It’s a shame that Benedetta has been reduced to “the lesbian nun film” by so many because there’s a lot of interesting ideas about faith, politics, and the church beneath such exploitative labels. The simple fact of Benedetta needing to use Jesus to interpret her feelings is a treatise on the damage conservative religion has on marginalized communities denounced as sinners and Hell-bound. She doesn’t have any other tools to process what’s happening beyond her indoctrination and she’s smart enough to realize (subconsciously or not) how to use the tools she does have to her advantage. Piousness is all about perception after all. If love can be misconstrued as sin, so too can sin be repackaged as love. If her actions help those in power, they’ll agree.

With every “believer” like wannabe-Bishop Alfonso Cecchi (Olivier Rabourdin) comes an enemy like the abbess’ daughter (Louise Chevillotte‘s Christina). Because he has power and she doesn’t, however, truth holds no value against communal understanding. Benedetta being a liar therefore has no bearing if nobody with an authoritative voice calls her one. And the more she becomes emboldened by the aftermath of her visions and miracles (as she has been since childhood), the more her mind creates. Unless, of course, God is possessing her to do these things—using her physical presence to communicate His wishes. If Benedetta promises something that’s already happening as proof of divinity, its continuance is by default divine. If an accused witch sinks and drowns, she’s absolved of all guilt. But she’s still dead.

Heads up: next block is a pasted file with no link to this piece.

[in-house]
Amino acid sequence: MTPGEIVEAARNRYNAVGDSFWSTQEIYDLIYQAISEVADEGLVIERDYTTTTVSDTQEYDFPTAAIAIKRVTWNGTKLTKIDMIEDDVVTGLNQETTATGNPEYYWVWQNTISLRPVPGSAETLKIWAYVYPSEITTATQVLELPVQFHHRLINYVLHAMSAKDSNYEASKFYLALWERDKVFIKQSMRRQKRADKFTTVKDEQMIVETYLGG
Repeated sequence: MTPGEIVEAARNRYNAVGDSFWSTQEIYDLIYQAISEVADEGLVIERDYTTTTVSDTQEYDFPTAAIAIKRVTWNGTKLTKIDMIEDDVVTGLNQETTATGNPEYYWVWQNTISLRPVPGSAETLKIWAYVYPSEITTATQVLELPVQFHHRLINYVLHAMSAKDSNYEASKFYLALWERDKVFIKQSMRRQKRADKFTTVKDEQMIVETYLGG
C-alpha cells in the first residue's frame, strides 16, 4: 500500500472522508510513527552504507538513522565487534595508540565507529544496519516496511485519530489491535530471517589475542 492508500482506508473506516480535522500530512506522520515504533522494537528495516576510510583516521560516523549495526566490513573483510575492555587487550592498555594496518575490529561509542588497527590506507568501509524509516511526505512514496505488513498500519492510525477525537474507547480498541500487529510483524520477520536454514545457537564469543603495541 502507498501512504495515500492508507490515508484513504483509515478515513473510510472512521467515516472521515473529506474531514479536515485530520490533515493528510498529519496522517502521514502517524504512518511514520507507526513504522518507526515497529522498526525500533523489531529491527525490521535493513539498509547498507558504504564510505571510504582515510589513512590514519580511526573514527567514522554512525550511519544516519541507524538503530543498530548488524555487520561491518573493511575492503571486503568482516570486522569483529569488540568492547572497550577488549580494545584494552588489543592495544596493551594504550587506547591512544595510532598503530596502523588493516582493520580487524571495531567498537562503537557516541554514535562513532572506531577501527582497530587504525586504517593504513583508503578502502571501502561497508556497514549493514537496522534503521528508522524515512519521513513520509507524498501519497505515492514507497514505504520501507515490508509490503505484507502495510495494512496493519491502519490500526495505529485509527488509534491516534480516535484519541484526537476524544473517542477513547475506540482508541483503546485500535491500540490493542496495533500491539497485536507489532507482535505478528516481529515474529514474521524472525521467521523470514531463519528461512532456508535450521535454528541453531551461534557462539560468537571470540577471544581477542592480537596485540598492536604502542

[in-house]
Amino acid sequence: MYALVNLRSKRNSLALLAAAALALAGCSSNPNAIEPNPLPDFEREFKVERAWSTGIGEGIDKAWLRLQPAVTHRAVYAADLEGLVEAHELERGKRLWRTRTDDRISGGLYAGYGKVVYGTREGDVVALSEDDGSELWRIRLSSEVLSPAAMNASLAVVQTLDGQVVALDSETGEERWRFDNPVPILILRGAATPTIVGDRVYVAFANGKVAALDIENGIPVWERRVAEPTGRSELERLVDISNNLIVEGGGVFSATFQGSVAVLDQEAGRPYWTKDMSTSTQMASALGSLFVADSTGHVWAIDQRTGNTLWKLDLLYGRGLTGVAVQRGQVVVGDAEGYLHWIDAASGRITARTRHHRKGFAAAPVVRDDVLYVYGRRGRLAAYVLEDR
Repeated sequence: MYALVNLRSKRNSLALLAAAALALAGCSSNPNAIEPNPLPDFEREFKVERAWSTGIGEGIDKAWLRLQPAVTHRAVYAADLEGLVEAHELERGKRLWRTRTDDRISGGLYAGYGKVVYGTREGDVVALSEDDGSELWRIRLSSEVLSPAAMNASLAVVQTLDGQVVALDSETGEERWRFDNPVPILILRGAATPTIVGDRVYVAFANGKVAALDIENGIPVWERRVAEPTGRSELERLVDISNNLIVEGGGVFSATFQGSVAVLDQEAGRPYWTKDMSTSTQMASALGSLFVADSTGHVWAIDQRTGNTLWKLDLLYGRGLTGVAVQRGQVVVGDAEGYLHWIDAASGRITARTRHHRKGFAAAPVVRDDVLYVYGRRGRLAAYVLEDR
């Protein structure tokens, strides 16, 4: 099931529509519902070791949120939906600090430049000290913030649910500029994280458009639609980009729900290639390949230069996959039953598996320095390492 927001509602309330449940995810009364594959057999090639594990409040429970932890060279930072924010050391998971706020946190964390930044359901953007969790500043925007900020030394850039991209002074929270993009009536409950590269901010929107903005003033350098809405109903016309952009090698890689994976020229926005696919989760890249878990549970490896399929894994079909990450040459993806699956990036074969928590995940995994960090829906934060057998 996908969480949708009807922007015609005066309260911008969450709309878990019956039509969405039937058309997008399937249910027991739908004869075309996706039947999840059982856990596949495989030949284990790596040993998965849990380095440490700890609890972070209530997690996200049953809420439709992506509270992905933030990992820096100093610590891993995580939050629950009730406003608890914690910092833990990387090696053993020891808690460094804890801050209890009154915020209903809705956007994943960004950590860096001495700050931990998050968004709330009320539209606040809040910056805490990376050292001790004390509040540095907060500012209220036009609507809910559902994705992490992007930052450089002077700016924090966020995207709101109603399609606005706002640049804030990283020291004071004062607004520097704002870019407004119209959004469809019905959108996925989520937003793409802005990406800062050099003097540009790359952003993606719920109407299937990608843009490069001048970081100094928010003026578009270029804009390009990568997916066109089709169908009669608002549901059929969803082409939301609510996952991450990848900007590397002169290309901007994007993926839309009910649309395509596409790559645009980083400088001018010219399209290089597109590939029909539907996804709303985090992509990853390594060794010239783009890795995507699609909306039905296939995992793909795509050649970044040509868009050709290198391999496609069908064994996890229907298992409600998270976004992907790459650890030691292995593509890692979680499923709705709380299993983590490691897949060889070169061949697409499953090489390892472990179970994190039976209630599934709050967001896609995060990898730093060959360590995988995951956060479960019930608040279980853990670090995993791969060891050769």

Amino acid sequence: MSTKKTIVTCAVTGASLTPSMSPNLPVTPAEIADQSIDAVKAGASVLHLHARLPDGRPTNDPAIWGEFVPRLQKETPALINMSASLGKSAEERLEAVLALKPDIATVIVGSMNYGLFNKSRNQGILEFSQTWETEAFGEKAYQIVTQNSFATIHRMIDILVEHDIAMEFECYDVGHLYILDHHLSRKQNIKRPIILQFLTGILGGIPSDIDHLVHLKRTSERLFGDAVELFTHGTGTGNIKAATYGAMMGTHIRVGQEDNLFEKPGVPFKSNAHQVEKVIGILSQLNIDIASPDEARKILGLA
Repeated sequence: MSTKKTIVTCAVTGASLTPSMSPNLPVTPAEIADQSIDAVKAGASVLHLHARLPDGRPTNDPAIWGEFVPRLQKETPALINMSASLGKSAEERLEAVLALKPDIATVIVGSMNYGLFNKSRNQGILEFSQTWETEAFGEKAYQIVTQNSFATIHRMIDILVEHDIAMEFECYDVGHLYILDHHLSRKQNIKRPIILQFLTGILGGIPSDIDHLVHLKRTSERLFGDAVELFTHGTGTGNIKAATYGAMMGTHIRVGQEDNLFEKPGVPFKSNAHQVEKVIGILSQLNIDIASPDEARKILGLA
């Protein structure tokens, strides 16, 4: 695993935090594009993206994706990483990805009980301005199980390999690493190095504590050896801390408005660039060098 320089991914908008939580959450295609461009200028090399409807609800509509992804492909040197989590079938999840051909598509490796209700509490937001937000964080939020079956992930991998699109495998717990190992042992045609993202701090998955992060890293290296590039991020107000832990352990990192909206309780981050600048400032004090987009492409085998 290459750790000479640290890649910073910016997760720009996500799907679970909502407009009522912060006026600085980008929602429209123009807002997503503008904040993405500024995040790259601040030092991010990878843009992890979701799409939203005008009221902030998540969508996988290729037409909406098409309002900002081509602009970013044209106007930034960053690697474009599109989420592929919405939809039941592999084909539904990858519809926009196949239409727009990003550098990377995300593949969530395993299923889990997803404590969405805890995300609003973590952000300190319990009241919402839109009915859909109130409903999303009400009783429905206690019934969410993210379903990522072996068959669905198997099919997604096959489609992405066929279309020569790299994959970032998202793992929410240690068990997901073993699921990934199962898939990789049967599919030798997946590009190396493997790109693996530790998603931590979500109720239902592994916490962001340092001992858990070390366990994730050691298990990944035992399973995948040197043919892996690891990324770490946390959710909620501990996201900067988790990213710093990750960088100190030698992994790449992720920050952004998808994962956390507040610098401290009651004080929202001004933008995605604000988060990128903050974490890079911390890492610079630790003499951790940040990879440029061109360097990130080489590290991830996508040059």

This is the maliciously patriarchal system by which all these women must adhere under a church that demands men be given full control. And the Nonce Alfonso (Lambert Wilson) is a huge proponent of ensuring as much when he arrives in Pescia to hold Benedetta accountable for what she’s done considering accusations have been made. Not only are nuns saying she’s faked her visions and stigmata, but some say they’ve seen her and Bartolomea engaged in sexual acts (the film is not as salacious as you may have heard unless you’re a person of faith who may take offense to a statue of the Virgin Mary being used as a dildo). Alfonso threatens and inflicts torture not to discover truth, but to confirm what he’s already judged himself.

Verhoeven does well to hold off transparency so that we can’t necessarily know if Benedetta is telling the truth, possessed by a demon, completely crazy, or willfully deceitful. The assumption is that Bartolomea will get her to finally admit everything, but what if there’s nothing to admit? Why should the church believe so vehemently in Jesus’ miracles yet refuse to do the same for Benedetta (Efira magnificently toes the line between manipulative and innocent)? Because she sought pleasure? Because she sought God’s love through another woman? What she says is no stranger than what’s written in the Bible yet her being a woman guarantees it always will be. The most devout among them is labeled a pariah and the only person who knows the truth watches from Heaven.


photography:
[1] Isabelle Fuhrman as ‘Alex Dall’ in Lauren Hadaway’s THE NOVICE. Courtesy of IFC Films. An IFC Films Release.
[2] Amy Forsyth as ‘Jamie Brill’ and Isabelle Fuhrman as ‘Alex Dall’ in Lauren Hadaway’s THE NOVICE. Courtesy of IFC Films. An IFC Films Release.
[3] Isabelle Fuhrman as ‘Alex Dall’ in Lauren Hadaway’s THE NOVICE. Courtesy of IFC Films. An IFC Films Release.